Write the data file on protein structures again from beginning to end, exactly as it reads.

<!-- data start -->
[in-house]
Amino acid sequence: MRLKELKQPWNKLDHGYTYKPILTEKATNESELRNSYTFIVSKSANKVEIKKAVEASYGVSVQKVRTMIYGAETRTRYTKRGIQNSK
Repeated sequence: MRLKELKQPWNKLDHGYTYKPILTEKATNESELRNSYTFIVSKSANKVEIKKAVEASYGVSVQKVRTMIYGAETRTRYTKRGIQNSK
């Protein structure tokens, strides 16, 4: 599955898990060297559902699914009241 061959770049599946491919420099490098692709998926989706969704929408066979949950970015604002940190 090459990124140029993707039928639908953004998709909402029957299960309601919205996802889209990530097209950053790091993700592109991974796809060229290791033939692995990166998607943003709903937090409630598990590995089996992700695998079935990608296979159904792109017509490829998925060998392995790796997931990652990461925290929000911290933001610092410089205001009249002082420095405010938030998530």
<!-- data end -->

[in-house]
Amino acid sequence: MRLKELKQPWNKLDHGYTYKPILTEKATNESELRNSYTFIVSKSANKVEIKKAVEASYGVSVQKVRTMIYGAETRTRYTKRGIQNSK
Repeated sequence: MRLKELKQPWNKLDHGYTYKPILTEKATNESELRNSYTFIVSKSANKVEIKKAVEASYGVSVQKVRTMIYGAETRTRYTKRGIQNSK
């Protein structure tokens, strides 16, 4: 599955898990060297559902699914009241 061959770049599946491919420099490098692709998926989706969704929408066979949950970015604002940190 090459990124140029993707039928639908953004998709909402029957299960309601919205996802889209990530097209950053790091993700592109991974796809060229290791033939692995990166998607943003709903937090409630598990590995089996992700695998079935990608296979159904792109017509490829998925060998392995790796997931990652990461925290929000911290933001610092410089205001009249002082420095405010938030998530």